I had the “glass house” idea after the scene in which the Palestinian woman recalls her experience with the Israeli bulldozers, not after the rock thrower scene. Since the woman was angry at the destruction of her home and the threat to her own life, I assumed that she did have something to lose. Because the rock thrower scene is before the bulldozer scene, I probably made the connection that one led to the other. Bulldozers being bigger rocks.I suppose -- but in fact one has nothing to do with the other except in symbolic terms. The fact is that the Israelis bulldoze Palestinian houses in the Gaza Strip in order to expand "security areas" around checkpoints and settlements, and the Rafah border zone, etc. -- The bulldozings are very much pre-planned events designed to conform to expanding Israeli settlements and road construction, and not the result of rock-throwing at all. Now that the Israelis plan to evacuate all the Gaza settlements, of course, it would seem that the bulldozing of all those homes serves no ultimate purpose anyway, even from the Israeli point of view. Except, perhaps, that it puts pressure on the Palestinian population and weakens their resolve -- or so an Israeli Army spokesperson once explained it to me in Tel Aviv. But so it goes.
Gaza Strip is available on DVD, and James Longley is currently working on a new documentary film about Iraq.
I passed up the chance to see Vincent Ward’s What Dreams May Come when it came out in theatres because, at the time, I disliked Robin Williams and thought the trailer looked like the stuff of weepy, overwrought melodrama. However, my views on Williams have since changed, and after seeing Ward’s earlier effort Map of the Human Heart listed alongside Jacques Tati’s Playtime on the programme of Roger Ebert’s latest Overlooked Film Festival, I decided to give the film a chance. My enthusiasm was further bolstered by an article on Ebert’s spiffy new website in which the renowned (though ever more lenient) critic calls Vincent Ward “a true visionary” and What Dreams May Come “a grievously overlooked” film. For a film geek, I was pretty pumped.
The story of What Dreams May Come, once it actually kicks in about halfway through the film, is set mostly in Heaven and follows the adventures of Chris Nielsen (as played by Williams in one of those roles that reached its peak shortly after this film, in the dreadful Patch Adams and Jakob the Liar) as he tries to find his wife (Annabella Sciorra), who has ended up somewhere in Hell. All the smart dead people tell Chris that it’s too dangerous to go traipsing around in the Devil’s half of the afterlife, thus raising the stakes and making it “so” much more heroic when he eventually does anyway. Conveniently, the rest of Nielsen’s family (a son, a daughter who I thought was a son, and a dog) is dead too, so they’re around periodically, giving advice and waxing on about spiritual and philosophical issues. It all creates a fabulous atmosphere of laughable gloom, doom and hope that Williams captures well by making his eyes wide and watery and spouting lines such as “Boy, I screwed up. I'm in dog Heaven,” after finding his dog, and “I found you in hell. Don't you think I could find you in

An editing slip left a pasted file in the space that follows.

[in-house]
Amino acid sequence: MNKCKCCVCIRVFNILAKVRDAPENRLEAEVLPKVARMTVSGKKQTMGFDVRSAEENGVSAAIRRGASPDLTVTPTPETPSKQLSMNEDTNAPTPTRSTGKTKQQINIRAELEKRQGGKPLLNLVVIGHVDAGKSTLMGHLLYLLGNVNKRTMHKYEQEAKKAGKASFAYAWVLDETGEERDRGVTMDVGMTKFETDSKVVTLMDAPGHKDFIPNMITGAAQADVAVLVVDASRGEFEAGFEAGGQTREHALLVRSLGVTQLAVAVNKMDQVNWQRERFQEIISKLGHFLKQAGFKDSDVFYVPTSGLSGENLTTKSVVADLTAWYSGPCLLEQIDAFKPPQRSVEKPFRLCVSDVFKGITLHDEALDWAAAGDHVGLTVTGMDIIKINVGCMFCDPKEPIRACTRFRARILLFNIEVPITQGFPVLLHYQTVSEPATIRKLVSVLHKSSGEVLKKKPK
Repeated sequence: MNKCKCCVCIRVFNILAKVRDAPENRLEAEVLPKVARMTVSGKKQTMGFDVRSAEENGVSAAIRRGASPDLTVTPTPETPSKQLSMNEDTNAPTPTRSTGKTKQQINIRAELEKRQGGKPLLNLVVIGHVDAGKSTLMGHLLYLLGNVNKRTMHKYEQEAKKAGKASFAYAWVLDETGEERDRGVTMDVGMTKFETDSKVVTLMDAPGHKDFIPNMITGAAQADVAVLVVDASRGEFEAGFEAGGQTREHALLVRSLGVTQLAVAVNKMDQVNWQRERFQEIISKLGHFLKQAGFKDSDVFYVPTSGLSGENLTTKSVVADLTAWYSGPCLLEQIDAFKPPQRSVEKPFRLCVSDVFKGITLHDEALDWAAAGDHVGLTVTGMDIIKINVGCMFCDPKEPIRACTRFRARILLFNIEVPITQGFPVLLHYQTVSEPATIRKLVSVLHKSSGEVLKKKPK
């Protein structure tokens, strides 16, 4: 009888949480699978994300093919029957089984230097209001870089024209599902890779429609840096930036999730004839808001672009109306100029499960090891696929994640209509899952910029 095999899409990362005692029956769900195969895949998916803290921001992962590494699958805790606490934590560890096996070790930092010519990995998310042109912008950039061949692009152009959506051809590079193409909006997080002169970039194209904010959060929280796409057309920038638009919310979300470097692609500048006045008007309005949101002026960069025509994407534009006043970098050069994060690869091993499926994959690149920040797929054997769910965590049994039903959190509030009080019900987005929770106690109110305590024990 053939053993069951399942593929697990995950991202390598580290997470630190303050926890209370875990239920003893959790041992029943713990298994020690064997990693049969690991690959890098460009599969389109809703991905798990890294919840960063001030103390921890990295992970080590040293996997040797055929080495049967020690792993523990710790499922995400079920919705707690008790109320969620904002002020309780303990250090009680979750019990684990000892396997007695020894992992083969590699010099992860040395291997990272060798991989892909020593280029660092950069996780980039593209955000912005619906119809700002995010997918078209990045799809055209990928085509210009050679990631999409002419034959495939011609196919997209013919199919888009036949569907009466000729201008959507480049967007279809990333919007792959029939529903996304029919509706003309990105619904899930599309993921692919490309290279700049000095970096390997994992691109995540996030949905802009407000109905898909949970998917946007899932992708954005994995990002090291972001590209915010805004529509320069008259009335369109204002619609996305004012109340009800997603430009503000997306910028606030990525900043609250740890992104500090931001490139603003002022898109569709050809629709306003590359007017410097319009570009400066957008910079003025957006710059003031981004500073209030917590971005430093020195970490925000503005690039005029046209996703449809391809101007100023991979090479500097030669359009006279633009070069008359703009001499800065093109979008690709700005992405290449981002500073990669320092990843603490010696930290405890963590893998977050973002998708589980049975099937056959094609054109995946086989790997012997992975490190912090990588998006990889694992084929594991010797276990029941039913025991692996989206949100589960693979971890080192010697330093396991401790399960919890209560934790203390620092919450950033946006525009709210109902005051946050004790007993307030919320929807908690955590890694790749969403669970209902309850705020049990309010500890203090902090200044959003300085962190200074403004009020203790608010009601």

In the film’s defence, the special effects are pretty and evocative of many famous works of art. Hieronymous Bosch is an obvious inspiration, for example. And there are many more that anyone interested in painting will have fun picking out. Some of the images are quite beautiful (until Ward violently cuts away from them to one of countless close ups of Robin Williams’ face) and imaginative film copies of classic works. In this respect, What Dreams May Come is to art historians and art history students what Sin City is to comic books nerds.
Perhaps needless to say, I was disappointed with What Dreams May Come. I was keen on liking it, but quickly realized that it was not only far from being the overlooked gem Ebert deemed, but also close to being what my gut reaction had told me to expect, all those years ago. The ending of this film is as manipulative a doozy as you’re likely to find on any given shelf of a video store (and I do mean even if it shares a wall with a Shyamalan flick). And the whole thing tastes strongly of soap. On the whole, the weird tension between Bass’ Hollywood-esque script and Ward’s quasi-arthouse manifestation of it make sure the film fits in neither category (your choice as to which is Heaven and which is Hell) and instead push it into some place in Purgatory where bad films with noble intentions and interesting ideas (like the overall premise of this film) go away until people like Roger Ebert bring them up and naive filmgoers like me get suckered into watching them.